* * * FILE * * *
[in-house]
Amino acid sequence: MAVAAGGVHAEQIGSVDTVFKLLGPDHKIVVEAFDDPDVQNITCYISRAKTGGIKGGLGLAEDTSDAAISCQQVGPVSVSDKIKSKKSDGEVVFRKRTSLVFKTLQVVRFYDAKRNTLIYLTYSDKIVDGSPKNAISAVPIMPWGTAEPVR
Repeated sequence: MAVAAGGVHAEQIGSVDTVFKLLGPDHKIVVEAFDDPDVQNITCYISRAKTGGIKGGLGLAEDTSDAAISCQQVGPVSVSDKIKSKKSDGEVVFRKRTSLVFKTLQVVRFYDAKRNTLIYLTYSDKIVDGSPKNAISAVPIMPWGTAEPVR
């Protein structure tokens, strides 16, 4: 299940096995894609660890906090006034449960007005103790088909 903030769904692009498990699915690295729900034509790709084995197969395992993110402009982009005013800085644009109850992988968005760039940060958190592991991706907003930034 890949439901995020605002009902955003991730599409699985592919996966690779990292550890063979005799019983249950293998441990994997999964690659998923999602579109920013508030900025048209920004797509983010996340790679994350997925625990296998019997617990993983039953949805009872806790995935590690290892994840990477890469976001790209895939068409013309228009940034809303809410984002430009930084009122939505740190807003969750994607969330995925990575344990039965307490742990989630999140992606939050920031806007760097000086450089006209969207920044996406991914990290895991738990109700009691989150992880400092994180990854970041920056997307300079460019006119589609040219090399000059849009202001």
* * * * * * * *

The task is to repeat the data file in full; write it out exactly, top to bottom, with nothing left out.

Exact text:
[in-house]
Amino acid sequence: MAVAAGGVHAEQIGSVDTVFKLLGPDHKIVVEAFDDPDVQNITCYISRAKTGGIKGGLGLAEDTSDAAISCQQVGPVSVSDKIKSKKSDGEVVFRKRTSLVFKTLQVVRFYDAKRNTLIYLTYSDKIVDGSPKNAISAVPIMPWGTAEPVR
Repeated sequence: MAVAAGGVHAEQIGSVDTVFKLLGPDHKIVVEAFDDPDVQNITCYISRAKTGGIKGGLGLAEDTSDAAISCQQVGPVSVSDKIKSKKSDGEVVFRKRTSLVFKTLQVVRFYDAKRNTLIYLTYSDKIVDGSPKNAISAVPIMPWGTAEPVR
């Protein structure tokens, strides 16, 4: 299940096995894609660890906090006034449960007005103790088909 903030769904692009498990699915690295729900034509790709084995197969395992993110402009982009005013800085644009109850992988968005760039940060958190592991991706907003930034 890949439901995020605002009902955003991730599409699985592919996966690779990292550890063979005799019983249950293998441990994997999964690659998923999602579109920013508030900025048209920004797509983010996340790679994350997925625990296998019997617990993983039953949805009872806790995935590690290892994840990477890469976001790209895939068409013309228009940034809303809410984002430009930084009122939505740190807003969750994607969330995925990575344990039965307490742990989630999140992606939050920031806007760097000086450089006209969207920044996406991914990290895991738990109700009691989150992880400092994180990854970041920056997307300079460019006119589609040219090399000059849009202001």